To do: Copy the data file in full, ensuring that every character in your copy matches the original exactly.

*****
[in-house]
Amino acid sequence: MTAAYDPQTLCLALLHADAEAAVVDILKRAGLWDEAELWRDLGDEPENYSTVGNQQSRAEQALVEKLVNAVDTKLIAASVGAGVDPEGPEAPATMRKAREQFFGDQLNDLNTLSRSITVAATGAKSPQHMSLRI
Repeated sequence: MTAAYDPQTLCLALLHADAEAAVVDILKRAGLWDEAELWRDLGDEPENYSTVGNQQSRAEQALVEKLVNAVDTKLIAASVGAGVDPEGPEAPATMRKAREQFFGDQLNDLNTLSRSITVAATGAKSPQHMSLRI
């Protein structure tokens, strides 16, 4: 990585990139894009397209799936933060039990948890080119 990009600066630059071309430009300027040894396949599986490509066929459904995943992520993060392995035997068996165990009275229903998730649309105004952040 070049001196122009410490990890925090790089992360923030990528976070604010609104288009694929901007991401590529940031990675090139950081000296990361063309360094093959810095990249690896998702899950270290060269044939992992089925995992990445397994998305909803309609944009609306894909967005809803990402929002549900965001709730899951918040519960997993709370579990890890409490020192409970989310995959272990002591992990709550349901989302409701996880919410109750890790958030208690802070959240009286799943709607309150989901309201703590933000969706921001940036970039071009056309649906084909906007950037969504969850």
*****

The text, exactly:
[in-house]
Amino acid sequence: MTAAYDPQTLCLALLHADAEAAVVDILKRAGLWDEAELWRDLGDEPENYSTVGNQQSRAEQALVEKLVNAVDTKLIAASVGAGVDPEGPEAPATMRKAREQFFGDQLNDLNTLSRSITVAATGAKSPQHMSLRI
Repeated sequence: MTAAYDPQTLCLALLHADAEAAVVDILKRAGLWDEAELWRDLGDEPENYSTVGNQQSRAEQALVEKLVNAVDTKLIAASVGAGVDPEGPEAPATMRKAREQFFGDQLNDLNTLSRSITVAATGAKSPQHMSLRI
């Protein structure tokens, strides 16, 4: 990585990139894009397209799936933060039990948890080119 990009600066630059071309430009300027040894396949599986490509066929459904995943992520993060392995035997068996165990009275229903998730649309105004952040 070049001196122009410490990890925090790089992360923030990528976070604010609104288009694929901007991401590529940031990675090139950081000296990361063309360094093959810095990249690896998702899950270290060269044939992992089925995992990445397994998305909803309609944009609306894909967005809803990402929002549900965001709730899951918040519960997993709370579990890890409490020192409970989310995959272990002591992990709550349901989302409701996880919410109750890790958030208690802070959240009286799943709607309150989901309201703590933000969706921001940036970039071009056309649906084909906007950037969504969850």